Kayak weathercocking is the tendency of a moving kayak to turn into the wind. It’s caused by a difference in pressure between the bow and stern of your kayak, and it can feel frustrating if you don’t know how to correct for it. Luckily, there are tools and techniques that can keep you on course even when the wind blows. Kayak tracking is the extent that a kayak holds its course when underway. A kayak with high or good tracking stays on course even when a turning force such as a sweep stroke acts on it. A kayak with high tracking can weathercock and without right equipment can be a bear to keep on course.
Understanding Kayak Weathercocking
When you paddle forward, water flows around your kayak. Near the bow, the layers of water remains relatively parallel to each other as you paddle along. At some point along your hull, the flow switches from laminar flow, which is water that basically hugs your hull shape, to turbulent flow. Near the stern of your kayak, the flow separates from the hull and causes an eddy near at the stern of your kayak.
The different flows around your kayak create the pressure differences that cause kayak weathercocking. Near the bow of the kayak, the water is relatively undisturbed and maintains high pressure. As the flow continues along the hull, the turbulence creates less pressure and near the stern where the eddies form, you have the least amount of pressure. So, when the wind blows equally across the length of your hull, the high pressure near the bow helps anchor the bow into the water against the wind, and the hull areas near low pressure get pushed away from the direction of the wind. This cause the bow to appear to turn into the wind. Check out the kayak weathercocking diagram below.
Counteracting Kayak Weathercocking
There are two ways to counteract kayak weathercocking, either with equipment or technique.
For equipment use either a skeg or a rudder.
A skeg extends and retracts from the bottom of your kayak. It works by moving into high pressure and adding surface area. Imagine all the turbulence around the back of your kayak. The further away you get from that turbulence, the less there is. So, when you drop a skeg, the deeper it goes the less turbulence it encounters. When it reaches higher pressure, it counteracts the kayak weathercocking. Additionally, it provides more underwater surface area that the wind must push against, which helps stop weathercocking. You vary the depth of the skeg until you reach the point where weathercocking stops. Pushing it deeper may cause leecocking, which is the opposite of weathercocking.
A rudder drops down behind your kayak, and you can use it to help turn you boat. For kayak weathercocking, it works similarly to a skeg in that it provides extra surface area and can contact higher pressure, but because it doesn’t drop as deep as a skeg, it’s unlikely to encounter as much higher pressure. A rudder can also redirect the flow, which works against weathercocking. If your kayak is turning into wind from the right, give it a bit of left rudder and hold it in a position that stops the weathercocking.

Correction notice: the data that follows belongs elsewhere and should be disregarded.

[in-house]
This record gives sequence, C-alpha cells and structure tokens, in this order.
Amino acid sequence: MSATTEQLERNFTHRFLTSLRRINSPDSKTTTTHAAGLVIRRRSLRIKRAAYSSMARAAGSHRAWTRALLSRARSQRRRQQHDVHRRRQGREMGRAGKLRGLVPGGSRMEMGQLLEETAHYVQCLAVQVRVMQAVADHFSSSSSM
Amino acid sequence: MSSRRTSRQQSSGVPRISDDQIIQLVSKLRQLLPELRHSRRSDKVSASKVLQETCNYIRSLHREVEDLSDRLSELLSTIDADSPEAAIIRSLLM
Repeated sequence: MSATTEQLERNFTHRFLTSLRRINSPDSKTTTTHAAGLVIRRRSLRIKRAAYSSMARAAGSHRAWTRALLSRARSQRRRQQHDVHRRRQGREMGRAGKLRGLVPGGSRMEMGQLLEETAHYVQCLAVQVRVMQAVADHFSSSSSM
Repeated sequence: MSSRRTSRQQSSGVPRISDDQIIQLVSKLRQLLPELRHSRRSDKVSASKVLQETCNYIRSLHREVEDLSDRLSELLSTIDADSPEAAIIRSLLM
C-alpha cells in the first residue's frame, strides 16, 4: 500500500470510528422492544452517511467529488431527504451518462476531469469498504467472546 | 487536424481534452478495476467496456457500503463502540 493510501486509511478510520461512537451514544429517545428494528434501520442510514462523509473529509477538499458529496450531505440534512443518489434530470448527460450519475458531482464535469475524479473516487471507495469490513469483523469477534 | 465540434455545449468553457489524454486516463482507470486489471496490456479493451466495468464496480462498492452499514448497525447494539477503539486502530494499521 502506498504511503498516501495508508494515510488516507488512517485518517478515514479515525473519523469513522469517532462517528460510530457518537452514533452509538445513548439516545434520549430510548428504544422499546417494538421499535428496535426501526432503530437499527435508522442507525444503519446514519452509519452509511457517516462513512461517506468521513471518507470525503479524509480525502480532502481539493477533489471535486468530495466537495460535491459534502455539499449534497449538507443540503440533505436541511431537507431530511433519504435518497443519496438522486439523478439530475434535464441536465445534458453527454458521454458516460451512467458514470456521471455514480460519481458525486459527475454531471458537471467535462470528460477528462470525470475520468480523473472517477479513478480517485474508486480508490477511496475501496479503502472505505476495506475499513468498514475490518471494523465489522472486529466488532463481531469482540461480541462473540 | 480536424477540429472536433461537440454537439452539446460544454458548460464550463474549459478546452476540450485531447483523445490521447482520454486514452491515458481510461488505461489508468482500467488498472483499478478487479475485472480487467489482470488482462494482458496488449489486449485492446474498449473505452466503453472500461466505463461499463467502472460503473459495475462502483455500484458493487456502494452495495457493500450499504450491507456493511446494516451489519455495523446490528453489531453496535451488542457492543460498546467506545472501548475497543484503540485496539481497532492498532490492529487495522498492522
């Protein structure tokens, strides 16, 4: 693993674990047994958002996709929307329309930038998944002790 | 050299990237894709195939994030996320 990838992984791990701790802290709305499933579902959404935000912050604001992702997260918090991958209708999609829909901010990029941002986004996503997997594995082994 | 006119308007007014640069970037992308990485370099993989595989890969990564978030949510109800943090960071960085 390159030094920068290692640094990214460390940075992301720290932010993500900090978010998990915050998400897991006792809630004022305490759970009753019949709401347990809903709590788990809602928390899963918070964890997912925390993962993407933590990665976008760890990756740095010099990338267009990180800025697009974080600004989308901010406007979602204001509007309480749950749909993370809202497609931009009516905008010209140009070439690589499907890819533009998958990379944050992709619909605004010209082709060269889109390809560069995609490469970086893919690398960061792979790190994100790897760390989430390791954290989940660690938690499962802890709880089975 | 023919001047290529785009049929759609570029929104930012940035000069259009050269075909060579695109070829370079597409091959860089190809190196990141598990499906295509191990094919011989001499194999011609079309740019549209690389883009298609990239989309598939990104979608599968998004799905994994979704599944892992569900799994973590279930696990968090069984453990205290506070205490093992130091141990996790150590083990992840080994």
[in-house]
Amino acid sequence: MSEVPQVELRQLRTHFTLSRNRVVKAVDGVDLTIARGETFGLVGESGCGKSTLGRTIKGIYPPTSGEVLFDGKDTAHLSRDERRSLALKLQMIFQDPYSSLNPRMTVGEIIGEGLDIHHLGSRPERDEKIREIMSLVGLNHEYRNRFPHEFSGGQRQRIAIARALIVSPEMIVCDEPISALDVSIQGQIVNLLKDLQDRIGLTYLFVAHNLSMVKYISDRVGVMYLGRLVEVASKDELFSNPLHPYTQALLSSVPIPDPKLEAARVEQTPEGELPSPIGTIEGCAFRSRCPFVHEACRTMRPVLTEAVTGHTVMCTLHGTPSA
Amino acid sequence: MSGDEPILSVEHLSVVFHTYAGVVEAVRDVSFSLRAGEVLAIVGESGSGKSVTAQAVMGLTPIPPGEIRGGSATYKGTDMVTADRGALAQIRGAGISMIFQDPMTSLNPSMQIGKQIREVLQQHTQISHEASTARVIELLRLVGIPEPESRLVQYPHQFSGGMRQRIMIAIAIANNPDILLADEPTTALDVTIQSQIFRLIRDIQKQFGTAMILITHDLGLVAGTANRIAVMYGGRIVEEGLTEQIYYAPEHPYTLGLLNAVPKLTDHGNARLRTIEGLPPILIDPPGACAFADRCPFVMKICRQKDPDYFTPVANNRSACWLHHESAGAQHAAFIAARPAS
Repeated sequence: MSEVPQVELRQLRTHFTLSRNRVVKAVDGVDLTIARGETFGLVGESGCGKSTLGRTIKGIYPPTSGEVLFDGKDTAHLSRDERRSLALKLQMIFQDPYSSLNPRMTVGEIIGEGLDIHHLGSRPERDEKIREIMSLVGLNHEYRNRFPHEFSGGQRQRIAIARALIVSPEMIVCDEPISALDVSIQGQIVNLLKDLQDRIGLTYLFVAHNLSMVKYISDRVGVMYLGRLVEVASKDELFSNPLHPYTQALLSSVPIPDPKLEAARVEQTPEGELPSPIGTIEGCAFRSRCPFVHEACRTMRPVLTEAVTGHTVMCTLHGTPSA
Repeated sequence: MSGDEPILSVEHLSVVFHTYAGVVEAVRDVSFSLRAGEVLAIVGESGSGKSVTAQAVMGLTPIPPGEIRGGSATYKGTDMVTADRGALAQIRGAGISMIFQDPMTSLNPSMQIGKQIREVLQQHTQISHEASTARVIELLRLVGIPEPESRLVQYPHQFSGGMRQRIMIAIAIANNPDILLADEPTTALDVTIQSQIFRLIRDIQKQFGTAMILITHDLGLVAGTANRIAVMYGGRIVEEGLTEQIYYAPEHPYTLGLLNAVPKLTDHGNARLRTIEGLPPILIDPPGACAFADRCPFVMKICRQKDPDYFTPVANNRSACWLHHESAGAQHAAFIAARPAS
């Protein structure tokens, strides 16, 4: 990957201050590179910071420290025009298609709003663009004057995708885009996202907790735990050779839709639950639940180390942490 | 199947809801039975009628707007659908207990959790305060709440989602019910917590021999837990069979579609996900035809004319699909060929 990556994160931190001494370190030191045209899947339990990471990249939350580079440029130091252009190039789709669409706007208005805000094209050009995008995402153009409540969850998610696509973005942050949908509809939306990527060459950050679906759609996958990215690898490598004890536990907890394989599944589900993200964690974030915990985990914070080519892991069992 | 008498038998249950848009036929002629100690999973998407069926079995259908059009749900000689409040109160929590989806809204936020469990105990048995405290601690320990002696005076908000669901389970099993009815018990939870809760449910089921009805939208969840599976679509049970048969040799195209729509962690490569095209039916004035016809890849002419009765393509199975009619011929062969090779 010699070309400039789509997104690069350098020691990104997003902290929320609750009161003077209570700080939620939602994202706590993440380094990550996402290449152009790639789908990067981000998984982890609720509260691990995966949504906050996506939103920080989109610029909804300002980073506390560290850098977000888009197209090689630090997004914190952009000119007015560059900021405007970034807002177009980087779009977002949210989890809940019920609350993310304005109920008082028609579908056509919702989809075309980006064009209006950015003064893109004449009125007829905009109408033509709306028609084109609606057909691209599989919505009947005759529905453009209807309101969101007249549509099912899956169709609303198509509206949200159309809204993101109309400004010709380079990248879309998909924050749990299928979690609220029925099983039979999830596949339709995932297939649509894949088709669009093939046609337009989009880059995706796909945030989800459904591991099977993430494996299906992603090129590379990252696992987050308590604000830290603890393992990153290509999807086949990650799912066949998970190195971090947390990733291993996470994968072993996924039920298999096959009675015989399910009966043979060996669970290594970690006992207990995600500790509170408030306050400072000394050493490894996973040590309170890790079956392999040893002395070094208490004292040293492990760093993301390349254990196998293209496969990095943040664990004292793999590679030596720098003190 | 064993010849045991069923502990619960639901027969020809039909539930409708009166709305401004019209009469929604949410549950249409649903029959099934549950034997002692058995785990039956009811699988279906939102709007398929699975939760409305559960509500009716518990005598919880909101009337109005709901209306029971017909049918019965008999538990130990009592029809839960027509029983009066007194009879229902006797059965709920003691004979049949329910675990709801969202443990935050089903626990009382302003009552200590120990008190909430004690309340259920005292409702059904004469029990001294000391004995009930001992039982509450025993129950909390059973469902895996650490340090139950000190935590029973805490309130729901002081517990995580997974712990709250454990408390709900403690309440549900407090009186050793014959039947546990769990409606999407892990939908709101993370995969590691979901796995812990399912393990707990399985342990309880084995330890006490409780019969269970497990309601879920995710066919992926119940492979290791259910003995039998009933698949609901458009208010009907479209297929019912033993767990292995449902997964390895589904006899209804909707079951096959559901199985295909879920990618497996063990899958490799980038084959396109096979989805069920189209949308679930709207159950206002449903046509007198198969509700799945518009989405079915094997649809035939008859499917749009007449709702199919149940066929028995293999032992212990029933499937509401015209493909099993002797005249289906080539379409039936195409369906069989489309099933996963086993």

The two main techniques for counteracting kayak weathercocking are edging the kayak or using sweep strokes.
To edge a kayak, you dip the windward side of your kayak towards the water by shifting your weight onto your windward side buttocks and lifting with the opposite knee. When edged your kayak creates an underwater profile that helps it turn away from the lower side. So, in the case of wind coming from the right, you dip the right side of your kayak towards the water.
To use sweep strokes, you do sweep strokes on the windward side of the kayak and vertical strokes on the opposite side.
While both techniques work, over the long haul it’s tiring and sometimes frustrating. Having a skeg or rudder is more enjoyable.
Kayak Weathercocking vs. Tracking
Kayaks with strong tracking aren’t immune to the pressure differences that cause kayak weathercocking. But because most strong tracking kayaks don’t respond well to sweeps without significant edging. This can make it difficult to counteract weathercocking by techniques alone. A strong tracking kayak may need a rudder or skeg.
Ideally, you want to have a kayak that responds to both techniques and equipment to counteract kayak weathercocking. To get one, you must also account for a hull’s ability to respond to kayak weathercocking in an efficient way. A hull that allows a paddler to easily correct weathercocking, either through corrective strokes or edging, feels less affected even if it weathercocks more easily than a kayak that doesn’t respond well to edging or corrective strokes, which might be the cause with a kayak that has strong tracking.
Learn more about laminar and turbulent flow in John Winter’s The Shape of the Canoe.